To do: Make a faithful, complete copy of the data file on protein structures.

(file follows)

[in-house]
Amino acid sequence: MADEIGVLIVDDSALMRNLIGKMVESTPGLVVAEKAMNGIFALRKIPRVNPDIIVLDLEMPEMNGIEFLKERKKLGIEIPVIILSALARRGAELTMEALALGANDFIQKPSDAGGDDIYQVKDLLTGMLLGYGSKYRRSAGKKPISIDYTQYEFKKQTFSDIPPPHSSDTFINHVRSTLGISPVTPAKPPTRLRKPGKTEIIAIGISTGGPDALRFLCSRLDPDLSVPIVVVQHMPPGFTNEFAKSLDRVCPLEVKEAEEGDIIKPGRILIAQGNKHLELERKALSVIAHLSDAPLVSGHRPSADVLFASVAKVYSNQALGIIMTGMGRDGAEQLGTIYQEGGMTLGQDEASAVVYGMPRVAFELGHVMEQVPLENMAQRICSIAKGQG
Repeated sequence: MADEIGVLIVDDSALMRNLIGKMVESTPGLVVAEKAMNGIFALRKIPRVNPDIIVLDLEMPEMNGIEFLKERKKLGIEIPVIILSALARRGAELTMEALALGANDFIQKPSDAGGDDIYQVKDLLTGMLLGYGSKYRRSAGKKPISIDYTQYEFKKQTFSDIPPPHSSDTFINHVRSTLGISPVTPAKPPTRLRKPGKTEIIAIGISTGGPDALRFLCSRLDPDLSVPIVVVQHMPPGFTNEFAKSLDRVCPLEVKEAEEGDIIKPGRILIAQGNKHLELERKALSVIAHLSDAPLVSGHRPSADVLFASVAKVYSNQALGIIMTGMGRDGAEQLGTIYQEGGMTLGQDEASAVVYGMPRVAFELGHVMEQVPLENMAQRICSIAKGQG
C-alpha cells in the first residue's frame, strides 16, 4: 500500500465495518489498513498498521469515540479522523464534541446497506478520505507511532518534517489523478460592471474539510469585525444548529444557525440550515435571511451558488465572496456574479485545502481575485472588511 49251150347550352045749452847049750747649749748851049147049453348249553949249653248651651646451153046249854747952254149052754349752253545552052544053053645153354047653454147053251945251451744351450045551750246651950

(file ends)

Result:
[in-house]
Amino acid sequence: MADEIGVLIVDDSALMRNLIGKMVESTPGLVVAEKAMNGIFALRKIPRVNPDIIVLDLEMPEMNGIEFLKERKKLGIEIPVIILSALARRGAELTMEALALGANDFIQKPSDAGGDDIYQVKDLLTGMLLGYGSKYRRSAGKKPISIDYTQYEFKKQTFSDIPPPHSSDTFINHVRSTLGISPVTPAKPPTRLRKPGKTEIIAIGISTGGPDALRFLCSRLDPDLSVPIVVVQHMPPGFTNEFAKSLDRVCPLEVKEAEEGDIIKPGRILIAQGNKHLELERKALSVIAHLSDAPLVSGHRPSADVLFASVAKVYSNQALGIIMTGMGRDGAEQLGTIYQEGGMTLGQDEASAVVYGMPRVAFELGHVMEQVPLENMAQRICSIAKGQG
Repeated sequence: MADEIGVLIVDDSALMRNLIGKMVESTPGLVVAEKAMNGIFALRKIPRVNPDIIVLDLEMPEMNGIEFLKERKKLGIEIPVIILSALARRGAELTMEALALGANDFIQKPSDAGGDDIYQVKDLLTGMLLGYGSKYRRSAGKKPISIDYTQYEFKKQTFSDIPPPHSSDTFINHVRSTLGISPVTPAKPPTRLRKPGKTEIIAIGISTGGPDALRFLCSRLDPDLSVPIVVVQHMPPGFTNEFAKSLDRVCPLEVKEAEEGDIIKPGRILIAQGNKHLELERKALSVIAHLSDAPLVSGHRPSADVLFASVAKVYSNQALGIIMTGMGRDGAEQLGTIYQEGGMTLGQDEASAVVYGMPRVAFELGHVMEQVPLENMAQRICSIAKGQG
C-alpha cells in the first residue's frame, strides 16, 4: 500500500465495518489498513498498521469515540479522523464534541446497506478520505507511532518534517489523478460592471474539510469585525444548529444557525440550515435571511451558488465572496456574479485545502481575485472588511 49251150347550352045749452847049750747649749748851049147049453348249553949249653248651651646451153046249854747952254149052754349752253545552052544053053645153354047653454147053251945251451744351450045551750246651950